Sexual behavior and factors associated with young age at first intercourse and HPV vaccine uptake among young women in Germany: implications for HPV vaccination policies.

Remschmidt C, Fesenfeld M, Kaufmann AM, Deleré Y - BMC Public Health (2014)

Flow chart of the study.
© Copyright Policy - open-access
Related In: Results  -  Collection

License 1 - License 2
Show All Figures
getmorefigures.php?uid=PMC4289360&req=5

Fig1: Flow chart of the study.
Mentions: Overall, 823 out of 5805 women with a valid postal address (14.2%) completed the questionnaire and were included in the analysis (Figure 1). Mean age of participants was 22.6 years (standard deviation (SD) = 1.6). Key characteristics of the study population compared to the general female population in Germany of the same age group are presented in Table 1.Figure 1

Bottom Line: We used univariate and multivariate logistic regression analyses to identify factors associated with younger age at first intercourse and with HPV vaccine uptake.Younger age at first intercourse was independently associated with a higher number of sexual partners, smoking, and past pregnancies.HPV vaccine uptake was associated with higher education, whereas smoking and a migrant background reduced the chance of being vaccinated.

View Article: PubMed Central - PubMed

Affiliation: Department for Infectious Disease Epidemiology, Immunization Unit, Robert Koch Institute, Seestrasse 10, 13353 Berlin, Germany. remschmidtc@rki.de.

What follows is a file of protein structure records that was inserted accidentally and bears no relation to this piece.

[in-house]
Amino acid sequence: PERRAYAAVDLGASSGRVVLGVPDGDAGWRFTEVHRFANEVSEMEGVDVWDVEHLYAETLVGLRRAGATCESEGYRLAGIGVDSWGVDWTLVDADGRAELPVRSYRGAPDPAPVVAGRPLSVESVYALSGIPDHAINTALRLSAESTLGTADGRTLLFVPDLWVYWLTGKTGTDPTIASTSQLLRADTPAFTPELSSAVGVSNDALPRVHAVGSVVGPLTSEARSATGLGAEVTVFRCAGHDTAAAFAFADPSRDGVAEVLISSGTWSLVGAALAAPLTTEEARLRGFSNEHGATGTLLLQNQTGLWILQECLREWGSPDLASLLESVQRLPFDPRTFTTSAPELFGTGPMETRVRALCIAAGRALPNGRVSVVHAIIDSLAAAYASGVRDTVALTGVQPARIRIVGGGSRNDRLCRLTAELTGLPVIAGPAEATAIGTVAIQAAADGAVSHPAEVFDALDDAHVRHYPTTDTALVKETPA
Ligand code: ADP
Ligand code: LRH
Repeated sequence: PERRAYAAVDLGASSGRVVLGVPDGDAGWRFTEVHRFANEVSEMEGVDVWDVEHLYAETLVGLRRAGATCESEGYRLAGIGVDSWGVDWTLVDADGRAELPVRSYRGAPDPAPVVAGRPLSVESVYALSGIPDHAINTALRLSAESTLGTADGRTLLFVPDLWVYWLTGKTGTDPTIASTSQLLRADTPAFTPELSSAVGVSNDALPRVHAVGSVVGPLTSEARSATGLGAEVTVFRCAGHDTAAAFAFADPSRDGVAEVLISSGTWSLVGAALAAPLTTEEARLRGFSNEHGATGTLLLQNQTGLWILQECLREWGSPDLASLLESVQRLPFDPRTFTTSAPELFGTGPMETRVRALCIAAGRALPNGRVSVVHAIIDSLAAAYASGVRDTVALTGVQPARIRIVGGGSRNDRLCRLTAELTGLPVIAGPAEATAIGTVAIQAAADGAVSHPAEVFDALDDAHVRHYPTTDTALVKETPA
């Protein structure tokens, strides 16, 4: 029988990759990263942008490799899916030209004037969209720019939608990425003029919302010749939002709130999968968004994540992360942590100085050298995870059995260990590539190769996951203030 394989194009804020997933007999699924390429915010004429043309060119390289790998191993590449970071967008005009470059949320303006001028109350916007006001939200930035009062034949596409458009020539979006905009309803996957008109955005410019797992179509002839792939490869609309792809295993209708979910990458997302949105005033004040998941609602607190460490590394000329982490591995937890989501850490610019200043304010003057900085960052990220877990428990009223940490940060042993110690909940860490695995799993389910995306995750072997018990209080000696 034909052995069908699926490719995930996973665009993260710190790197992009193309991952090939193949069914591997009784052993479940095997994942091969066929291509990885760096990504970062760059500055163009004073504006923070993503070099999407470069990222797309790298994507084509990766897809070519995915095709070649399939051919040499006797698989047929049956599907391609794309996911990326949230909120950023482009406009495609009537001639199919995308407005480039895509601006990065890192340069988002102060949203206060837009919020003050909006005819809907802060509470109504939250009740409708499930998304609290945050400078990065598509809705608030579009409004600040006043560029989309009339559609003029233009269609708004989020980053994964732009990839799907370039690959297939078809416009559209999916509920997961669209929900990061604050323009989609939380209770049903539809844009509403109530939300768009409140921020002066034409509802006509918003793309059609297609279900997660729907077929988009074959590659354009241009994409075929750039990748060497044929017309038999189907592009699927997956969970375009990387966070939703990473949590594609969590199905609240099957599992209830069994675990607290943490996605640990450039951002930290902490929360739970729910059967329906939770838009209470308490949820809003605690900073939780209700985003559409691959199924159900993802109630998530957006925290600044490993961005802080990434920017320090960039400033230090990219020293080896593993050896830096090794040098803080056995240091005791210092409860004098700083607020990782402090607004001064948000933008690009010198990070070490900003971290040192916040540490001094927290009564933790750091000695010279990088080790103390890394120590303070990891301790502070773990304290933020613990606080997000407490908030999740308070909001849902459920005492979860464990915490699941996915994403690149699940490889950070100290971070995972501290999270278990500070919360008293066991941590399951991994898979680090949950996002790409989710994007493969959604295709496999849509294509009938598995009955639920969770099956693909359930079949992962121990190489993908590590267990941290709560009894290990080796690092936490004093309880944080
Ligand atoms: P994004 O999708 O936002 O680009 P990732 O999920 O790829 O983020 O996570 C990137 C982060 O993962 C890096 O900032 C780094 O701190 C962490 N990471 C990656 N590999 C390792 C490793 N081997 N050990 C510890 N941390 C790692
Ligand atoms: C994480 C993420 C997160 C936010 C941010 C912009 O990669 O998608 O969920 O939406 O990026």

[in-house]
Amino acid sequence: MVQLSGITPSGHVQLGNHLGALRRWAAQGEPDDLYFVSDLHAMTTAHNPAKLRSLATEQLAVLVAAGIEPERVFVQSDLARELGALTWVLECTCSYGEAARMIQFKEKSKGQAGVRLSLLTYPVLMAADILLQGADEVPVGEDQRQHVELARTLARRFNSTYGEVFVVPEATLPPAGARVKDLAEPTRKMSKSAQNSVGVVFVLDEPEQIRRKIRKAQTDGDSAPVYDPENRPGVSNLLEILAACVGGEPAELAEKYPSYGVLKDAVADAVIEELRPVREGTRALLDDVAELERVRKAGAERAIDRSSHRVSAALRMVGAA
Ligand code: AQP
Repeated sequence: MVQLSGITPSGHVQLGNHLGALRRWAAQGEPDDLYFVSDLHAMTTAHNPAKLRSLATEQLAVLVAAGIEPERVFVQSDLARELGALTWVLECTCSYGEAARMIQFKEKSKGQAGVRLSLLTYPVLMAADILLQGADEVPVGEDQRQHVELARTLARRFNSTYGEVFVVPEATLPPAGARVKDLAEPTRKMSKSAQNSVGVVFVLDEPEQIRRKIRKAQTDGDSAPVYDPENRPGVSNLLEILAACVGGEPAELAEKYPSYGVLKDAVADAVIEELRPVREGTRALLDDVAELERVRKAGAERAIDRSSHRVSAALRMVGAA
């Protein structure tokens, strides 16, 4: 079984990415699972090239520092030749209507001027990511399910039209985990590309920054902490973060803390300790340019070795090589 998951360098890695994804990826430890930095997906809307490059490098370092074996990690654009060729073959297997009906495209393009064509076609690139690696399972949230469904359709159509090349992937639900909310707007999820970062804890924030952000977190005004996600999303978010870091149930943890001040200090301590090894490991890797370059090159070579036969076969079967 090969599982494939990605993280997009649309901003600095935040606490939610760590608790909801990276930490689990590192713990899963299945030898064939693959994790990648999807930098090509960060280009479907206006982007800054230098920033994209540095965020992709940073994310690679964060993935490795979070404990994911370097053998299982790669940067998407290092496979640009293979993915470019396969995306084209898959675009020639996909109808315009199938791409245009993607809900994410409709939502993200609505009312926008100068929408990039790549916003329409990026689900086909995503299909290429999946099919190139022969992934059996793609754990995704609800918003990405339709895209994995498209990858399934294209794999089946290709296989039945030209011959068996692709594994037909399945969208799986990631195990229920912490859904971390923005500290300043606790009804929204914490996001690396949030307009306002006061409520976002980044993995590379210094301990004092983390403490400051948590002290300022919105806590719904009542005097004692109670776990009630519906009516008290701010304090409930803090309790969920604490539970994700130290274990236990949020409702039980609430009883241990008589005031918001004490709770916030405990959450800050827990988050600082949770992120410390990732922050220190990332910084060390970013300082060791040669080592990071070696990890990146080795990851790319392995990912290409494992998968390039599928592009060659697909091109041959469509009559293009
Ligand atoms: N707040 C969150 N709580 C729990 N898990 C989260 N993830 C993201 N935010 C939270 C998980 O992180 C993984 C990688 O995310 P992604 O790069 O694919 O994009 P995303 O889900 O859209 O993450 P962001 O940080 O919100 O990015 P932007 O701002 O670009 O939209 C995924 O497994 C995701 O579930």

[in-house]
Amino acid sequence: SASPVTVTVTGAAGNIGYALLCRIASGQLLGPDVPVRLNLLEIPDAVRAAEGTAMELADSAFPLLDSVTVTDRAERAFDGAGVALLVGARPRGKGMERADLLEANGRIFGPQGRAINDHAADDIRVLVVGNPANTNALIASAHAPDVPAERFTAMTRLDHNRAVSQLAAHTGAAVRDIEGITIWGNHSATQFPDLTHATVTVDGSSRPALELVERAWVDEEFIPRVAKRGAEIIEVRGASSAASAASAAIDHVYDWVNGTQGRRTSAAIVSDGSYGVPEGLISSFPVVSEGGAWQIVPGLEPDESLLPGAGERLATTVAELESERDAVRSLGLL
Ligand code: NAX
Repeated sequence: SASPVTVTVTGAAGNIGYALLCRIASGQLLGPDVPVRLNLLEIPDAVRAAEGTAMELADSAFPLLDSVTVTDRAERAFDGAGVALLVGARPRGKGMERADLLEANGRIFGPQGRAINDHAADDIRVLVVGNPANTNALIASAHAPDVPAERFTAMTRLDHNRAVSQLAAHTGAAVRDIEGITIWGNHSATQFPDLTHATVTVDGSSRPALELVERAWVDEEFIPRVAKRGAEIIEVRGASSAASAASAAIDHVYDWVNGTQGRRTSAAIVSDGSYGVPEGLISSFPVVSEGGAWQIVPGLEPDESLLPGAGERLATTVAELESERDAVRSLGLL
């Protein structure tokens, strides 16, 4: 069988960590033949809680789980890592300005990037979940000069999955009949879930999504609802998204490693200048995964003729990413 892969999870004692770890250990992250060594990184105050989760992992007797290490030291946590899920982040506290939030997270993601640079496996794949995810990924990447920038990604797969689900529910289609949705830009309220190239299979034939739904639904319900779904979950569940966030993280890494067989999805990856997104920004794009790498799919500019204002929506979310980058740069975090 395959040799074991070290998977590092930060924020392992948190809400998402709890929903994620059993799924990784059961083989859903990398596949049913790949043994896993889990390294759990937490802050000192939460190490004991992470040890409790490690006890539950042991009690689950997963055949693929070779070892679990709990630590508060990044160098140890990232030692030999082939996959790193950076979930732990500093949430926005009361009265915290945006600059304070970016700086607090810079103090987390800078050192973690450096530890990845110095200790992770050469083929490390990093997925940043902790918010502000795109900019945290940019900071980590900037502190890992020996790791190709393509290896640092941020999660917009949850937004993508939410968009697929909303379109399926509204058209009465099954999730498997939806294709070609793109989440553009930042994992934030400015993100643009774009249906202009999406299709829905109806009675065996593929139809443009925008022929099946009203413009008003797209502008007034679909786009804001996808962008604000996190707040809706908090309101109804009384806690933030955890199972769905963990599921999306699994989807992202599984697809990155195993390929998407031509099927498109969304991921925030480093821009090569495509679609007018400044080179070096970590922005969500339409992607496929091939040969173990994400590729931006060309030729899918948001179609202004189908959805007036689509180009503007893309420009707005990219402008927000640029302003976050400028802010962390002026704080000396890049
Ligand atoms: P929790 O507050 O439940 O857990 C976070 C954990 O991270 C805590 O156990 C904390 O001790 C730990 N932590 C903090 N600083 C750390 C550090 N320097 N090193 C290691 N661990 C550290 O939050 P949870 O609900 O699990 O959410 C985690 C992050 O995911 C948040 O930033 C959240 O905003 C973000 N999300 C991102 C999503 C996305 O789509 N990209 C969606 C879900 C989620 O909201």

ABSTRACT

Background: In Germany, immunization against human papillomaviruses (HPV) is free of charge for all females aged 12 to 17 years. Since HPV infection rates rise soon after first intercourse, immunization against HPV should be completed before sexual debut. Knowledge of country-specific data on age at first intercourse and related risk factors is important to optimize prevention of HPV and other sexually transmitted infections. Therefore, the primary aim of this study was to describe sexual behavior in young women in Germany. Secondary aims were to identify factors that are (i) associated with younger age at first intercourse and (ii) with HPV vaccine uptake.

Methods: Between 2010 and 2012, we conducted a cross-sectional study among randomly selected women aged 20 to 25 years in Germany. We used a structured, self-administered questionnaire to collect sociodemographic data, information on sexual habits such as age at first intercourse, and information on HPV vaccine uptake. We used univariate and multivariate logistic regression analyses to identify factors associated with younger age at first intercourse and with HPV vaccine uptake.

Results: A total of 823 women (response rate: 14.2%) participated, 785 (95.4%) of which reported having had intercourse already. 70% of these women experienced first intercourse before the age of 18 years. However, less than 5% were younger than 14 years at sexual debut. Younger age at first intercourse was independently associated with a higher number of sexual partners, smoking, and past pregnancies. HPV vaccine uptake was associated with higher education, whereas smoking and a migrant background reduced the chance of being vaccinated.

Conclusion: In Germany, only a small proportion of women experienced first intercourse before the age of 14 years. Younger age at first intercourse was associated with behavior that might increase the risk of HPV infections or other sexually transmitted infections. Therefore, to optimize the HPV vaccination strategy, HPV vaccination series should be completed before the age of 14 years in Germany.

Show MeSH
Related in: MedlinePlus